ARC Infruitec-Nietvoorbij, Stellenbosch and South African Grape and Wine Research Institute, Department of Viticulture and Oenology, Stellenbosch University
The aim of this project is to screen and phenotype new Pinotage plants that were generated in a pilot study that focused on developing methods to induce mutations. The intention is that the mutations could lead to potentially novel clones.
A phased approach will be followed where the initial screening will occur in tunnels or greenhouses to identify a smaller subset with desirable traits that will eventually be transplanted to the field plot for more comprehensive phenotyping. There is high potential for new clones with specific commercially important traits however, it is not a given that researchers will discover such clones.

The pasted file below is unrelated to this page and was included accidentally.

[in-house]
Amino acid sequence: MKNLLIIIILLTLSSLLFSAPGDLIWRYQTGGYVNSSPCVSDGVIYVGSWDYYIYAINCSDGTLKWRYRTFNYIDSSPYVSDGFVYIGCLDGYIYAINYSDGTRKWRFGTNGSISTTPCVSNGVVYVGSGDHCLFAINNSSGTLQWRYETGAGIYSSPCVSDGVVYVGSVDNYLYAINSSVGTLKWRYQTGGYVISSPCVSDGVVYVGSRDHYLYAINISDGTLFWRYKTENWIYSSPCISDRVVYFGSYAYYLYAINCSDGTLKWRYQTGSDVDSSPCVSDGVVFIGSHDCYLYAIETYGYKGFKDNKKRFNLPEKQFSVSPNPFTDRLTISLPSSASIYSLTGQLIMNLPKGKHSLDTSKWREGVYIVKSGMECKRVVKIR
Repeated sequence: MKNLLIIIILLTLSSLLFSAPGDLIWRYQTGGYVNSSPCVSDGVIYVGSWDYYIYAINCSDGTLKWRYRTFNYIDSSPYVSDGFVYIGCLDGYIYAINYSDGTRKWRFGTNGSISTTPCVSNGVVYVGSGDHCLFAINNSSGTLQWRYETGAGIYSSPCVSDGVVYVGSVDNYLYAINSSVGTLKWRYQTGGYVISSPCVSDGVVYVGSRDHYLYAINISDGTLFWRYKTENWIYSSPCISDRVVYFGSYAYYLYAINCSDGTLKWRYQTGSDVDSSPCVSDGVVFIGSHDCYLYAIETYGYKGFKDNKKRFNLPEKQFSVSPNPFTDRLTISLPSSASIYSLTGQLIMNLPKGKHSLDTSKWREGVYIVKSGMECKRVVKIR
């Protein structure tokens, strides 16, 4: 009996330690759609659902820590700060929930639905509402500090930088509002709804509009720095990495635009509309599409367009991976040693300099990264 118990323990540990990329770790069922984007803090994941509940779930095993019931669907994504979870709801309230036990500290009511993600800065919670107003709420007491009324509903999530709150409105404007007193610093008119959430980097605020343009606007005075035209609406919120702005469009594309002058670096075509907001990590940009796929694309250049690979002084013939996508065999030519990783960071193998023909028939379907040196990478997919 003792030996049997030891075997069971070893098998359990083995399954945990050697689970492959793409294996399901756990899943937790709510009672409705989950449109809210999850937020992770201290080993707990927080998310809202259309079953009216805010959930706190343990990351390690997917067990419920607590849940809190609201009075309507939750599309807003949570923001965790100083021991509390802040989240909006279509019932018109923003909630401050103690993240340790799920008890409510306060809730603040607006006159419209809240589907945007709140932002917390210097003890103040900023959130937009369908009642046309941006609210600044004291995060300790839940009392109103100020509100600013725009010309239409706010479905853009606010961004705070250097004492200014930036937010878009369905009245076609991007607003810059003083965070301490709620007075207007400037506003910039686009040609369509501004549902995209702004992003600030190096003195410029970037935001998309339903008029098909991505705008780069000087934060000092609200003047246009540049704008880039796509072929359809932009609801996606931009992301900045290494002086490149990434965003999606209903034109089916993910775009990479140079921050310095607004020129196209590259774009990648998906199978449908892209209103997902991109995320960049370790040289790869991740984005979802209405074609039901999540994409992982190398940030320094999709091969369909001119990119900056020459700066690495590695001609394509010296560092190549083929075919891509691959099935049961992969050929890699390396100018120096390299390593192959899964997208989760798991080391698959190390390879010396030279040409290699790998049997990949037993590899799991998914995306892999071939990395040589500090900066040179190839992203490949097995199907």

Clones (and sometimes new cultivars) normally arise through natural mutations and there are numerous examples, especially in very old cultivars that were widely grown in diverse conditions. Relatively young cultivars, such as Pinotage typically have fewer clones identified, since it has not been as widely and extensively planted under varying conditions to allow for natural mutations to occur and be spotted or selected.
Currently, only a few commercial clones of Pinotage exist and given the growing importance of the cultivar and its more widespread plantings, a more diverse set of clones to choose from is desirable.
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